02-24-2019 09:11 PM
Have you read the thread @Happiness Is Inside JOB has down stream?
She has discussed w/ her super, who is already facing one EEOC action.
He has offered variances to her approved RA approval, and told her that if she works at home he will be checking her Facebook to make sure she is working.
This is more of a note to record, CYA act.
02-24-2019 09:16 PM
02-24-2019 09:28 PM
I would print out the basic info and hand it to him after having an oral discussion.
Just be sure that the two are exactly the same subject and opinions.
Always "put it in writing" if it is important! JMO
02-24-2019 09:32 PM
DEFINITELY transmit this by email or US mail. Do not do this by phone or a private sit down in his office. You want documentation of your communication. 1: you want the record of your position on this matter as you state it, not some conversation you remember one way and the boss claims differently. 2: you want there to be a firm way to prove the date and time your words and position or questions were offered. 3: you want to be able to be as explicit as possible, still business-like, but overtly stating your point of view, legal rulings in place, strategy going forward. This is a formal statement, not a hope-he-gets-it communication.
This isnt too wordy. It’s not meant to be a chat or a casual comment. You are taking a position based on findings and recommendations that cleared thru HR, and it sounds like the boss is resisting, dodging, obfuscating, or “reinterpreting “. So you’ve been forced to be explicit and to stand your ground. If it takes a thousand words, so be it. You are polite but firm and even yiurvquestiins are asked without snark. Maintain decorum and dignity but stay on point. You’ve done that.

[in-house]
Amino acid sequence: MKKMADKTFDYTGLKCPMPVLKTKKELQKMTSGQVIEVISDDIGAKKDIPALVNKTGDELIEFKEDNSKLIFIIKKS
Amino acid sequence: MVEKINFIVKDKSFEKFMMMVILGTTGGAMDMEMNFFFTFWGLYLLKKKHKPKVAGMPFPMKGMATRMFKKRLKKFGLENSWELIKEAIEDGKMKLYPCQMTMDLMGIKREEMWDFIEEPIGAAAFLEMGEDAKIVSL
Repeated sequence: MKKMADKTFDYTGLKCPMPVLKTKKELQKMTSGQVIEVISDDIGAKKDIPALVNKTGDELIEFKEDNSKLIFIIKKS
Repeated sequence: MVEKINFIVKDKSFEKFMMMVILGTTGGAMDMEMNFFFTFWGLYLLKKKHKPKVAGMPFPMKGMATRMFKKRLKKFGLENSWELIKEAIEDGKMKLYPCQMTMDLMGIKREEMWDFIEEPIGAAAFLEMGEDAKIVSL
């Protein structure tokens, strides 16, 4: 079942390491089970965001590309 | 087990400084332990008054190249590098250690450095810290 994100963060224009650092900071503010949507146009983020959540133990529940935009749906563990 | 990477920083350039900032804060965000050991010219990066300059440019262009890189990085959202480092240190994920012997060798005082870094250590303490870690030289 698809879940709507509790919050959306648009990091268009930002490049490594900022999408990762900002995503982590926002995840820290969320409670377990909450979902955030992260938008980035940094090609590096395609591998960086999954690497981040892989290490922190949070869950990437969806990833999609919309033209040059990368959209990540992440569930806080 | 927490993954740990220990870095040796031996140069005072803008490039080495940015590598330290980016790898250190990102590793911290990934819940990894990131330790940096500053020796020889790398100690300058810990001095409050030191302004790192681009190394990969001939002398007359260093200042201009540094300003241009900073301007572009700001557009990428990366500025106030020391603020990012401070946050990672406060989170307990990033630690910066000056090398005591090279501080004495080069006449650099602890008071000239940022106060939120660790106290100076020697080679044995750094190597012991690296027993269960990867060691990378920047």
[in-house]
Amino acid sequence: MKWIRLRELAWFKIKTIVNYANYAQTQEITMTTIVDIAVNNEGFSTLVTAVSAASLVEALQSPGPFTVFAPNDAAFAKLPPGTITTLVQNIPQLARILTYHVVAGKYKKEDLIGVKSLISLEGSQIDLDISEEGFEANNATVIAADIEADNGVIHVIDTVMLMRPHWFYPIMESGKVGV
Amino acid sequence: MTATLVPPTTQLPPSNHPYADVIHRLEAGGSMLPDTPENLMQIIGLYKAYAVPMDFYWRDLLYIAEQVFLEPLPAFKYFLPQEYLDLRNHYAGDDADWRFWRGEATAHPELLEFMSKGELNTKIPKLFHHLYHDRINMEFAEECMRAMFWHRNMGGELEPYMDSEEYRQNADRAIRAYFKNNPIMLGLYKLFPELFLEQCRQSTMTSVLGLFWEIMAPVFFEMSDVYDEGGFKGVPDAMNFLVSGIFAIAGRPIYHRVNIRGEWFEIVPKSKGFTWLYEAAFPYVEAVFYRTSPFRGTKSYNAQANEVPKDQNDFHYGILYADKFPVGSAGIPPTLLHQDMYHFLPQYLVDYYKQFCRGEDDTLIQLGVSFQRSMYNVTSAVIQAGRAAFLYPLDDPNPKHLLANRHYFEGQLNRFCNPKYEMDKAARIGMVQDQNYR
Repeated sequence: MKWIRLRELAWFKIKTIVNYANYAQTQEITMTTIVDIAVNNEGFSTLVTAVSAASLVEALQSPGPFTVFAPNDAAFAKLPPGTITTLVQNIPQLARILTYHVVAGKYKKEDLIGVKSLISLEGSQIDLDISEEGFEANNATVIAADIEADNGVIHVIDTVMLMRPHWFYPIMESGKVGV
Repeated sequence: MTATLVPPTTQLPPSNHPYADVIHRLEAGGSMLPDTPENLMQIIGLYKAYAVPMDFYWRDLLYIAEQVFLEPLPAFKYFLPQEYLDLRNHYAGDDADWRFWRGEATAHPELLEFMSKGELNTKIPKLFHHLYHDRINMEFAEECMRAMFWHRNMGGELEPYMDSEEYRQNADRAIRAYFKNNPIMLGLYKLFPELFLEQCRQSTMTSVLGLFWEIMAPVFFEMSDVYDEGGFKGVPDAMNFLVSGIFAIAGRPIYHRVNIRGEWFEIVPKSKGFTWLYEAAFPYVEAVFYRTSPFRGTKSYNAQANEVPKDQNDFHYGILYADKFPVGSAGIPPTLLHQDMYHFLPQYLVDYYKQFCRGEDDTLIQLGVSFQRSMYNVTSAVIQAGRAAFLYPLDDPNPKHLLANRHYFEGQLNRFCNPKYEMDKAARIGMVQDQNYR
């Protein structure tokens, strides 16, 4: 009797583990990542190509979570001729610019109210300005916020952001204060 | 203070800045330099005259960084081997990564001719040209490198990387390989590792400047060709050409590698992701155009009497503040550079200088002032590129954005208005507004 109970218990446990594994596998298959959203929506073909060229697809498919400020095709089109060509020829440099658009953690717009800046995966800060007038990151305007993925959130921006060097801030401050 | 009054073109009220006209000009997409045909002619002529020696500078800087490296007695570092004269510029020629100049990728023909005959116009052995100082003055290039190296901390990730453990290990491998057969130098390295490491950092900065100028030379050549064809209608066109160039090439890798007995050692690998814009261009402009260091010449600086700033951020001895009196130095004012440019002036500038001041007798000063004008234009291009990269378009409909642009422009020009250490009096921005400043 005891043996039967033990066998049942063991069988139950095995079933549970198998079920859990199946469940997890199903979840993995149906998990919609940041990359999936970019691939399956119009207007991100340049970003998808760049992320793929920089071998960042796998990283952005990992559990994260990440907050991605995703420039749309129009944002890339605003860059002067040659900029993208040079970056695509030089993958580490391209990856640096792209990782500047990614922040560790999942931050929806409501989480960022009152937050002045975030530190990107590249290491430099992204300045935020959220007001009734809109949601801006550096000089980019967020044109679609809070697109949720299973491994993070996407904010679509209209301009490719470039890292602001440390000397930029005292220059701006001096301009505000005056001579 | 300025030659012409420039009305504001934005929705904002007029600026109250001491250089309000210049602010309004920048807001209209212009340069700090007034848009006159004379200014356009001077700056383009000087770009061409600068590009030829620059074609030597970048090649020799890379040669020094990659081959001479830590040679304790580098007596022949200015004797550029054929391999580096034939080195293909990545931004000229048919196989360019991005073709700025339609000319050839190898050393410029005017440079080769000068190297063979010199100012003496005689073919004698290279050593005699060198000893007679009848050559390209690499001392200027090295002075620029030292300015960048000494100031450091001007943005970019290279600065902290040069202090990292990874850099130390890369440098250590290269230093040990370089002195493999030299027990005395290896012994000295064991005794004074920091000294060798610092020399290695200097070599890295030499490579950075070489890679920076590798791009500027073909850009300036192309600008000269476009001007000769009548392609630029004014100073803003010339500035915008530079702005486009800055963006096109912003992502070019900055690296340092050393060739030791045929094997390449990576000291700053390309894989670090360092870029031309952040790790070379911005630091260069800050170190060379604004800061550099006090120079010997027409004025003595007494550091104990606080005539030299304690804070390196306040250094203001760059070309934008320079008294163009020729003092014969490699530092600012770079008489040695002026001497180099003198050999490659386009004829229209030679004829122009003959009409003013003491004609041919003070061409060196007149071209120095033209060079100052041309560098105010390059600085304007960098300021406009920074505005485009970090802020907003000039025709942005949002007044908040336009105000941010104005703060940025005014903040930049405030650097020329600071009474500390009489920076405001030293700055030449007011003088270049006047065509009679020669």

My one recommendation, in addition to my endorsement of the draft, is that you make sure the CC line in the email indicates it is concurrently sent not only to JOHN DOE, but also a particular contact in the Human Resources office approving the RA process and to your outside counsel, if you have a lawyer involved, and anyone responsible for your physical assessment in the medical team. When everyone knows what has already been resolved and agreed on and JOHN DOE seems to take exception or make a different rationale put in place, he needs to know everyone is on board and part of the email chain.
If allow this email to be just between you and Mr. Doe, he will be much more defensive and protective of his position. With “witnesses” to your words, he has to measure his own words or weigh the value of standing pat if he replies.
Good job. I hope your reasonable accommodations are arranged with enough comfort so you can stay productive, prove you can hold the job and fulfill requirements, and get healthy or protect your health, too.
02-24-2019 09:32 PM
As PP have mentioned it is WAY to long.
Please remove all the medical information - your boss is not your doctor.
The purpose of the email is short and brief- you wish to have all the approved accommodations via the RA.
Your goal is to document your wishes in writing, NOT to explain or defend your position.
02-24-2019 09:37 PM
The majority of us have agreed that it's way too long and detailed. Some of us are in the legal world and know a thing or two about how situations like this can evolve. I will exit the conversation now and wish you good luck in your negotiations. Take care.